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The Skirmish at the Genitchi Strait was a minor action in the Crimean War, which occurred on 3 July 1855. It is notable in that it was the occasion on which a Victoria Cross was awarded, to seaman Joseph Trewavas.

The action

The Russians had built a large floating pontoon bridge across the Genitchi Strait, Sea of Azov, to connect the town of Genitchi to the Arabat Spit, and it served as the main supply route to reinforce their troops at Sevastopol. The destruction of the bridge would force the Russians to travel an extra 192 kilometres (119 mi) to deliver supplies, and it therefore became a strategic objective for British forces. Two attacks to cut the floating bridge's hawsers had proved unsuccessful and alerted the Russian garrison. The British made a third attempt on 3 July 1855 using HMS Beagle's four-oared gig, commanded by Gunner John Hayles, and a small paddle-box steamer with one gun, under Midshipman Martin Tracy. The paddle-box steamer moored where the crew could see Russian soldiers marching about on shore and fired the first round in the breech, which drew the gun's securing bolts and made it useless. That left six men in a four-oared boat (including Joseph Trewavas), one rifle, ten rounds of ammunition, and a cutlass apiece to face two hundred enemy on shore behind heaps of coal.

In Trewavas's own words:

As we paddled out of sight of our ship, on a little mound we could see the Russians motioning the soldiers on shore to keep down and our man in the bow with a loaded rifle wanted to have a 'go' at them but the gunner gave him orders not to do so. I was pulling the bow oar and when we were near the floating bridge, I leapt onto it, cut the hawsers and jumped back in the boat again and shoved off. During this time the Russians, who were only 80 metres off, had not fired a shot, and our man in the bow fired his rifle at them swearing he hit his man. The Russians then let fly. For some time we could not get away as the water was so shallow, and the shot came at us like hailstones, wounding three men and riddling the boat with shot. Reaching safety and the protection of our ship, our boat was sinking and full of water.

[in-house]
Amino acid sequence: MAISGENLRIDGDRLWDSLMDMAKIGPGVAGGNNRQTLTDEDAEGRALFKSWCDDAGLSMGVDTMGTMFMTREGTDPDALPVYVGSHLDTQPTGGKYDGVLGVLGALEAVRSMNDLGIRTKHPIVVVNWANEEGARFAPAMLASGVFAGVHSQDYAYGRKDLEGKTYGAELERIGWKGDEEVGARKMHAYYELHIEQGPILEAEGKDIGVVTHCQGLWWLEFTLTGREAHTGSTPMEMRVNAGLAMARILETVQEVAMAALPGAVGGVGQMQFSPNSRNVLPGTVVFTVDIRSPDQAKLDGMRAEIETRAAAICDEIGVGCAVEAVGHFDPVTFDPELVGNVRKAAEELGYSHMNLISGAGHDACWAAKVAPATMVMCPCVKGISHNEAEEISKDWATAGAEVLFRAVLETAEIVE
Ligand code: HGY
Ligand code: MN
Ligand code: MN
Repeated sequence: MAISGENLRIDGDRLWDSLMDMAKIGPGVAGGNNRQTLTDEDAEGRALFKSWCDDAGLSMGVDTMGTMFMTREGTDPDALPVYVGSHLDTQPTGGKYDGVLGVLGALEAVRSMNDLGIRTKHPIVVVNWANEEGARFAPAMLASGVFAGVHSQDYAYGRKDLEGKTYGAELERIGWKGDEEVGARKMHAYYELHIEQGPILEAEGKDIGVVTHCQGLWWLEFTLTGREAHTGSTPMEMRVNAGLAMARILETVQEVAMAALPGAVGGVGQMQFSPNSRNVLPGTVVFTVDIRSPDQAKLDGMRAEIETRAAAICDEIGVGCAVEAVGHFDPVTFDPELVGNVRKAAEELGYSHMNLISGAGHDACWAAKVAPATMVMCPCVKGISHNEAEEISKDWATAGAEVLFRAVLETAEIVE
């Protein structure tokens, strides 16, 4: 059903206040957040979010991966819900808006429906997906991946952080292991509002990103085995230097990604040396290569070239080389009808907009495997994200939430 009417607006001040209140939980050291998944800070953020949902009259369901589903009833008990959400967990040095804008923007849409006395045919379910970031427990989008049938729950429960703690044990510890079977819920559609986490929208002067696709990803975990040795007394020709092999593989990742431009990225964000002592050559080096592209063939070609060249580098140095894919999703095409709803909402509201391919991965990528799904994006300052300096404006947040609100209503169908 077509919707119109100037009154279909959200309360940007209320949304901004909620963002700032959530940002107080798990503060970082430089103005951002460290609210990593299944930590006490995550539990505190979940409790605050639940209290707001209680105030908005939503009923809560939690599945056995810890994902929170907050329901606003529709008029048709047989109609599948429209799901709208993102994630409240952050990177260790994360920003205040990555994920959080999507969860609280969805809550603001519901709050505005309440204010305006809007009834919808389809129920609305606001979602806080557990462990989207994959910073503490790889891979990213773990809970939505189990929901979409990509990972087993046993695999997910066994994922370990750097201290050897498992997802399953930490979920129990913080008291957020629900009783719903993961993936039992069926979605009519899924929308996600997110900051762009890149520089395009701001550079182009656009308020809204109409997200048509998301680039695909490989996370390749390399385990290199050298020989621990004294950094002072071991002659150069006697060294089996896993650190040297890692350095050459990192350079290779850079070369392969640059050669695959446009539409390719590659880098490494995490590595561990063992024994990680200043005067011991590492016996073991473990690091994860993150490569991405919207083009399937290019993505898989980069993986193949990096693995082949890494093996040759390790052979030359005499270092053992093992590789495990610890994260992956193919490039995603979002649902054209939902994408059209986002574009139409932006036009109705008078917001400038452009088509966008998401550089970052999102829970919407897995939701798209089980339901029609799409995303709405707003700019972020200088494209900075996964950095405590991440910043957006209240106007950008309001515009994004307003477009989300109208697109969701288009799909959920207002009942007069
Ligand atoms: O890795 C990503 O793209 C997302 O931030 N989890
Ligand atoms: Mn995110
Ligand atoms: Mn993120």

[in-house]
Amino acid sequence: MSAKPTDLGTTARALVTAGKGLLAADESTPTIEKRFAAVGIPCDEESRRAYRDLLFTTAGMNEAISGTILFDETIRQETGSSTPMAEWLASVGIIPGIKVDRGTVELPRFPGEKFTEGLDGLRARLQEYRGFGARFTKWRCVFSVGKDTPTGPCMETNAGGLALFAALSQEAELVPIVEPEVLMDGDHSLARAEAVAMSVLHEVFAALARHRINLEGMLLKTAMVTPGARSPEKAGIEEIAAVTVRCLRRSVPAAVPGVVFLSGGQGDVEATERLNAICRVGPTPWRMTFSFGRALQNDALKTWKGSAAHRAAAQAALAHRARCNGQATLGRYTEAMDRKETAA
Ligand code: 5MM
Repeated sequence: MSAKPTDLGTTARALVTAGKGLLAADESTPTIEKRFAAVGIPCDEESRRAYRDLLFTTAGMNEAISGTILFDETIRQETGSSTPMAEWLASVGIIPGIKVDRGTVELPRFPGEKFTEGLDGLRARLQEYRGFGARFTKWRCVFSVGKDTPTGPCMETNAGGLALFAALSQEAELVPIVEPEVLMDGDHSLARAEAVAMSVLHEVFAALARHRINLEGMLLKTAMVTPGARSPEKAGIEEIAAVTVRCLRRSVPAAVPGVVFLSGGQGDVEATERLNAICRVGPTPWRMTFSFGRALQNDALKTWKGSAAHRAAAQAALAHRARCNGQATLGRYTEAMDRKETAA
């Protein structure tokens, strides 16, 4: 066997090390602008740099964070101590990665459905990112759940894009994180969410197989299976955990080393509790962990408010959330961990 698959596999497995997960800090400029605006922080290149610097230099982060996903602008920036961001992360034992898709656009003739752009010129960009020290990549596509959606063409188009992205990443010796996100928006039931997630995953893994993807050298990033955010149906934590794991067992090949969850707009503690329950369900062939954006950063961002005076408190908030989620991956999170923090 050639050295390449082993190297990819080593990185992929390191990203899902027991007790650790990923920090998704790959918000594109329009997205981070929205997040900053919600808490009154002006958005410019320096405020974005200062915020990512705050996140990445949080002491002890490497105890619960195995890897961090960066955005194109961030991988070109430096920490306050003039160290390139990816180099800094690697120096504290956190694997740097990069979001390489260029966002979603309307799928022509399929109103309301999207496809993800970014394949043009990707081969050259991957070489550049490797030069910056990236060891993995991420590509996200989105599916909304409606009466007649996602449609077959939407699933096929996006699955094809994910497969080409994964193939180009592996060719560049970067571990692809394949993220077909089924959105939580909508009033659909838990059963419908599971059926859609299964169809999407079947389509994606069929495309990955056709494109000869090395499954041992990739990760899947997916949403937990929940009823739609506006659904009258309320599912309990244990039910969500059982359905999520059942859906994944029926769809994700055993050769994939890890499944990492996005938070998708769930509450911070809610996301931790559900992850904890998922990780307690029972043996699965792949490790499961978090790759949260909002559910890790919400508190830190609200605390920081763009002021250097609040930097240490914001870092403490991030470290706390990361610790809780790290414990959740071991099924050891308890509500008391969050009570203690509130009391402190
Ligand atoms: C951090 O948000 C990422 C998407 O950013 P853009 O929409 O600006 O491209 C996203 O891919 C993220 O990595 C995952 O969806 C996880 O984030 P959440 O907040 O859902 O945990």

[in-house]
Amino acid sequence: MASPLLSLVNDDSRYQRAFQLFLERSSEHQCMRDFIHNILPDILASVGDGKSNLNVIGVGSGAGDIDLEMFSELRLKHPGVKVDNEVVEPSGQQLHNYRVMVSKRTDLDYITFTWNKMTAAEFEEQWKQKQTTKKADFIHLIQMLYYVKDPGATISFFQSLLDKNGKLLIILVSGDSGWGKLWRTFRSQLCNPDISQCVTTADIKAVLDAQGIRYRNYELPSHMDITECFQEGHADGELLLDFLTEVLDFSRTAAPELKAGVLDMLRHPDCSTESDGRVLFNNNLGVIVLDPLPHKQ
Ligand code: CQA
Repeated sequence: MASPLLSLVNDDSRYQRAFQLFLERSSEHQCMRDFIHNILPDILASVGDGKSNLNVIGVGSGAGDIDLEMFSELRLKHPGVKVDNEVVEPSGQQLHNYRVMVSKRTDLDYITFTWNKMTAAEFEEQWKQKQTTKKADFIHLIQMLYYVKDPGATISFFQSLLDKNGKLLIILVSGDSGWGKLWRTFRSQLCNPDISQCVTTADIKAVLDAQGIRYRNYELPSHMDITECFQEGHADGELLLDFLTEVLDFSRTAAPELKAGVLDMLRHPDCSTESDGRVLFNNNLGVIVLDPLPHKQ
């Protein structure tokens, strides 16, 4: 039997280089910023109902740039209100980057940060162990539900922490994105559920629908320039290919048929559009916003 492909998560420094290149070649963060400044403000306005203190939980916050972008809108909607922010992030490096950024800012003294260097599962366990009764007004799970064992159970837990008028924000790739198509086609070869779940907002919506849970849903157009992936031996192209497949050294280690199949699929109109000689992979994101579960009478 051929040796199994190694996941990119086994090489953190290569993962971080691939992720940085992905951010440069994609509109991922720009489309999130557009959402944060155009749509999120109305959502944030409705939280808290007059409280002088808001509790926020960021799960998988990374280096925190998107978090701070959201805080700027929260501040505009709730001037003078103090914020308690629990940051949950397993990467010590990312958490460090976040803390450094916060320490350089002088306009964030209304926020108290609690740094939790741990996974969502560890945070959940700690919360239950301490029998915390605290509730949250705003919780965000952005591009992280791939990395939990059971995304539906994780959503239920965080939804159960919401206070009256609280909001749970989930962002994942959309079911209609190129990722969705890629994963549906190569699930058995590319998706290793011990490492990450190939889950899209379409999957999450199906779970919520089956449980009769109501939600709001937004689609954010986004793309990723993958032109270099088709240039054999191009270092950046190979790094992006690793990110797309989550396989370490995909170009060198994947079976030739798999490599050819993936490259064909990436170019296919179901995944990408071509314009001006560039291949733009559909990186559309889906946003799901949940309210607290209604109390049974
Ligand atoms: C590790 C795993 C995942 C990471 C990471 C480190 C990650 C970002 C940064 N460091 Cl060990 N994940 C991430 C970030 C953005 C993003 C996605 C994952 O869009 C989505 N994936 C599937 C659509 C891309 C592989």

(Trewavas wondered why the Russians had not fired upon the British as they approached the pontoon bridge at Genitchi, but later a Russian officer explained that they had no idea the sailors planned to destroy the bridge, believing rather that they intended to destroy shipping, and therefore held fire with the intention of taking them prisoner.)

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